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  1. #1
    Join Date
    Jan 2009

    Holding back pay

    I'm a new federal employee with a start date in February. I have been told that my first paycheck will be held back. Is this true or just a rumor. I have several calls into HR and they will not call me back.

  2. #2
    Join Date
    Nov 2001
    That depends on what you mean by "held back".

    There is a very legitimate, very legal method of paying employees called "paying in arrears". To give you an example, suppose the pay period runs from Sunday to Saturday, and payday is Friday. Pay is weekly in our hypothetical example and you work Monday through Friday. Under the paying in arrears method, a new pay period begins tomorrow, Sunday January 11, and ends a week from today, Saturday January 17. You start a new job at this company on Monday the 12th. You work Monday through Friday. But when the paychecks are handed out on Friday the 16th, you don't get one. That is because under the "arrears" method, the checks that are handed out on the 16th are for hours that were worked between the 4th and the 10th, not the 11th through the 17th. When the paychecks are handed out on the 23rd, THAT's when you (and everyone else) gets paid for the 12th through the 16th.

    As I said, this is a very legal and very legitimate way of handling pay. It makes far more sense, in my opinion, than paying on the 16th for hours worked on the 11th through the 17th. For one thing, you haven't even worked all the hours yet when you get the paycheck; what if you work overtime on Friday? So the "arrears" method is much more accurate.

    But for some reason, a great many people persist in thinking of this method as "pay being held back".

    We do not have any way of knowing what your employer's pay practices are. But if they are paying by the arrears method, that is legal and it does NOT constitute "holding back pay".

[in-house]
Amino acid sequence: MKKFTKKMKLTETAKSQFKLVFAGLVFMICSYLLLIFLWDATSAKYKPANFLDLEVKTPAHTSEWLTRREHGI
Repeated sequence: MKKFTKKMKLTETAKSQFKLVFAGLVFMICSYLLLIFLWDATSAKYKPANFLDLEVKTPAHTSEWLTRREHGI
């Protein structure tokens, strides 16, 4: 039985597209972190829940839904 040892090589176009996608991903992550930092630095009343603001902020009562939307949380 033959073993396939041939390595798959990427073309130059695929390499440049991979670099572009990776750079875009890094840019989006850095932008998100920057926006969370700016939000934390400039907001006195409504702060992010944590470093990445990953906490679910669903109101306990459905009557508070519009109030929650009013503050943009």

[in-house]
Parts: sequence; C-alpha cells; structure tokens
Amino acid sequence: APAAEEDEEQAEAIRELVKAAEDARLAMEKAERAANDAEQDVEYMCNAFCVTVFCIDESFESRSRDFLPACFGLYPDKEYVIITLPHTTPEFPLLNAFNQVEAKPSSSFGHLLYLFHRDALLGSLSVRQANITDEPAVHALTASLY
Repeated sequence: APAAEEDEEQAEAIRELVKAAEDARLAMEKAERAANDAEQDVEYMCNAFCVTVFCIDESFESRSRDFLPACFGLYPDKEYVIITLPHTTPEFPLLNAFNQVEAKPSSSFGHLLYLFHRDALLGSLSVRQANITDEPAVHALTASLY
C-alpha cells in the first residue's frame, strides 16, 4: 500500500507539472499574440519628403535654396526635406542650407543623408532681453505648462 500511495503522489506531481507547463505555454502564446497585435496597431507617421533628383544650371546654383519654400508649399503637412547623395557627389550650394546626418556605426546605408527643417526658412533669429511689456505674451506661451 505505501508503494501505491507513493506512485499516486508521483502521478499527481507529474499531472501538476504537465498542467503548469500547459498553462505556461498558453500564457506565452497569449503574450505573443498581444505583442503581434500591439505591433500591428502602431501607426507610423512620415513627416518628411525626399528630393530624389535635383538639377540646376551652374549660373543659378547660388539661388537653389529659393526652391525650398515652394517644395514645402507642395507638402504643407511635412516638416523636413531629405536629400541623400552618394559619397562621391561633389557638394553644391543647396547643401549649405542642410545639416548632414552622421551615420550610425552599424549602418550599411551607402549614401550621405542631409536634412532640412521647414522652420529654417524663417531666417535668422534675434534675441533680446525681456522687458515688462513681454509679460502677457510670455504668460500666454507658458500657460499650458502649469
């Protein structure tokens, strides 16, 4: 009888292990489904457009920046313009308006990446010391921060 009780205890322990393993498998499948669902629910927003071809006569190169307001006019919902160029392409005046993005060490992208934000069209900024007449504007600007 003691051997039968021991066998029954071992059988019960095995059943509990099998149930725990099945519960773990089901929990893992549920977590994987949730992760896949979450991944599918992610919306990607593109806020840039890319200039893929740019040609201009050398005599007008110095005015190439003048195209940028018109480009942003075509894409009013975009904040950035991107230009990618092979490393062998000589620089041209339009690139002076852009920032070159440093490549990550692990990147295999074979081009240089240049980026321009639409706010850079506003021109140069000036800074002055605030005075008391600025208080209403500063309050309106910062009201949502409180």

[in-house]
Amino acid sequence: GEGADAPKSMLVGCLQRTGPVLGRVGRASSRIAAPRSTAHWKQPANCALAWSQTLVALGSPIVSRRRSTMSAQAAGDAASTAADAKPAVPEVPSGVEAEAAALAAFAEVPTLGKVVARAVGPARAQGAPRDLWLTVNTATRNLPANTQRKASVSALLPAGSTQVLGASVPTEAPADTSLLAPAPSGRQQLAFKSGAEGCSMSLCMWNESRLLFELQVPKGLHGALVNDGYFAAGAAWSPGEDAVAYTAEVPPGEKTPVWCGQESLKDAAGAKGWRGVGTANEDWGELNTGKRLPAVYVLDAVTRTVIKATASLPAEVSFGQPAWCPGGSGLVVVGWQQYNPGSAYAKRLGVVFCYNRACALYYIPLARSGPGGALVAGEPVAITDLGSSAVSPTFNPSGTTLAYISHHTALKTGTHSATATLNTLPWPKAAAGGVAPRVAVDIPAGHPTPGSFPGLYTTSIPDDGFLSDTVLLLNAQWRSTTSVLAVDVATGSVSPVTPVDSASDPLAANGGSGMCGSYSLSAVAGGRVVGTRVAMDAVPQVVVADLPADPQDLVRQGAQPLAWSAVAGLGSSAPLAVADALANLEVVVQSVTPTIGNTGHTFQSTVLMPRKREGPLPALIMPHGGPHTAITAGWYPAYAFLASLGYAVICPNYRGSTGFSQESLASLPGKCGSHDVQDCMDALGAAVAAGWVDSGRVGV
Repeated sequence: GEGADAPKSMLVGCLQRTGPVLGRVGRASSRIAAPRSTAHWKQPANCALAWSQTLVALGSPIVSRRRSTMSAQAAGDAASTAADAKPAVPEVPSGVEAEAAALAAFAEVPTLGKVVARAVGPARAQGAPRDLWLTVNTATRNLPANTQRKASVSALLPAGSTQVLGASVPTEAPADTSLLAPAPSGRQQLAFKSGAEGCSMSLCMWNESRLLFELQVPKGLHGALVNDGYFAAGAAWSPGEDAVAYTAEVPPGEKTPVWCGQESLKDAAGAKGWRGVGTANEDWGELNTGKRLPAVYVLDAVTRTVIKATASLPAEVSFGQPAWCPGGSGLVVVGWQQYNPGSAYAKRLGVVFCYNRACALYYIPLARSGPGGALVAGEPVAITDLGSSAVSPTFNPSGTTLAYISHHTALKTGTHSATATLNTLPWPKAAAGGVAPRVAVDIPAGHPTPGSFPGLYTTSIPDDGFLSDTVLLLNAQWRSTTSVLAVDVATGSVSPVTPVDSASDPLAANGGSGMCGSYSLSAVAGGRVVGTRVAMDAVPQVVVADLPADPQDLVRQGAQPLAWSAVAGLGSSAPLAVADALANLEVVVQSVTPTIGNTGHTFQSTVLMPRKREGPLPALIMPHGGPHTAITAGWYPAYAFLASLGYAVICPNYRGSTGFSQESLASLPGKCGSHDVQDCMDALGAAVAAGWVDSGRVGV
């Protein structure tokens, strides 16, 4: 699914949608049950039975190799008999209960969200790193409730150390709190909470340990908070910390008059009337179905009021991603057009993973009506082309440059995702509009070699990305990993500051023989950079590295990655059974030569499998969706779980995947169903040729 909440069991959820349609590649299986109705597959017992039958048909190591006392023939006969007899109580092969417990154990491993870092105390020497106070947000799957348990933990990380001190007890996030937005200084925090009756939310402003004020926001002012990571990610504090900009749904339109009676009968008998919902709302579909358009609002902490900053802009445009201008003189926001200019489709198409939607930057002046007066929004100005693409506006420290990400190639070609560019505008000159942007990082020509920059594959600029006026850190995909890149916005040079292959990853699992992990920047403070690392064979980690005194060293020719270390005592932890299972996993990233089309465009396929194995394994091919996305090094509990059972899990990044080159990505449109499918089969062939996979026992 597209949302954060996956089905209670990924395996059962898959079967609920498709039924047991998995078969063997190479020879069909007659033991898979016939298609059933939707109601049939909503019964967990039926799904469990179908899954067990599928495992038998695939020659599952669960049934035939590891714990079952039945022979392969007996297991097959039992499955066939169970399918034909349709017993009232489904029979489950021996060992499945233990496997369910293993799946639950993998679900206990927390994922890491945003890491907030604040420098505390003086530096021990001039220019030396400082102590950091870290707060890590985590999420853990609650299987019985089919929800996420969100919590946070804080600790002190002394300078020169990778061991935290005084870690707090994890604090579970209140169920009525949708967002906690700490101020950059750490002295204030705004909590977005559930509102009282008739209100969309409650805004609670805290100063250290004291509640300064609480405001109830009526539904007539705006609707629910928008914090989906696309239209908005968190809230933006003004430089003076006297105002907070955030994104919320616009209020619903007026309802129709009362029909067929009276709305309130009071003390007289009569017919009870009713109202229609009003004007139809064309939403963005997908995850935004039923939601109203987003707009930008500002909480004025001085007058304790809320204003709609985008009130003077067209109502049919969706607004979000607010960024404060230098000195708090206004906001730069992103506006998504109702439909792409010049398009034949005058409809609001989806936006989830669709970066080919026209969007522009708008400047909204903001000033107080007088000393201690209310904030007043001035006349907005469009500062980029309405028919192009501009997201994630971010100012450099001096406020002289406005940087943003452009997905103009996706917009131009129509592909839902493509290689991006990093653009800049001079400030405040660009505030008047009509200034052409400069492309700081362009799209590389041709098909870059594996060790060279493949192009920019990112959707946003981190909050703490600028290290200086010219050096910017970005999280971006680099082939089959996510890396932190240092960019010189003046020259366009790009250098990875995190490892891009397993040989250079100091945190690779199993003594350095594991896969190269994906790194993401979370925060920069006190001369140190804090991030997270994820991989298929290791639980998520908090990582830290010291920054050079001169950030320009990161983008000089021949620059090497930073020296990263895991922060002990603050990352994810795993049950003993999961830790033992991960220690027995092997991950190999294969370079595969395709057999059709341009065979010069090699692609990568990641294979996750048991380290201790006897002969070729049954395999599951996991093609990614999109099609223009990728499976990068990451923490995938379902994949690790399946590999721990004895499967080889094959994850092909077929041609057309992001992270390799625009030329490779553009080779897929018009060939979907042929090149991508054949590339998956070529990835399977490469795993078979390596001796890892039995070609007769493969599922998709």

3. #3
    Join Date
    Jan 2009
    I understand the arrears and I have no problem with that..

    I meant that they totally hold the first 2 weeks check that you work and I won't get a paycheck for a month, and then it will only be for my second two weeks worked.

    I'm going to be in trouble if this is the case, because I can't make my last job's paycheck stretch a month... I have trouble getting it to last till the next paycheck.

    I've heard wonderful things about working for the federal government, but if this is the case, I think I made a wrong decision.

  4. #4
    Join Date
    Oct 2004
    small town, PA
    I find it hard to believe the federal government actually runs payroll that way. Are you absolutely POSITIVE you aren't being paid in arrears? Having said that, what state do you work in? A number of states (not federal) have regulations regarding how often after the end of the pay period employees must be paid; however, governments are often exempted from these laws.

    You have not won the law suit lottery; in fact, you haven't even won the law suit scratch-off.
  5. #5
    Join Date
    Mar 2005
    Merida, Mexico
    Whether you're being paid two weeks in arrears or having two weeks' pay held back doesn't change the fact that you're not getting your first pay 'til a month after you start, and that's perfectly legal (and quite normal).

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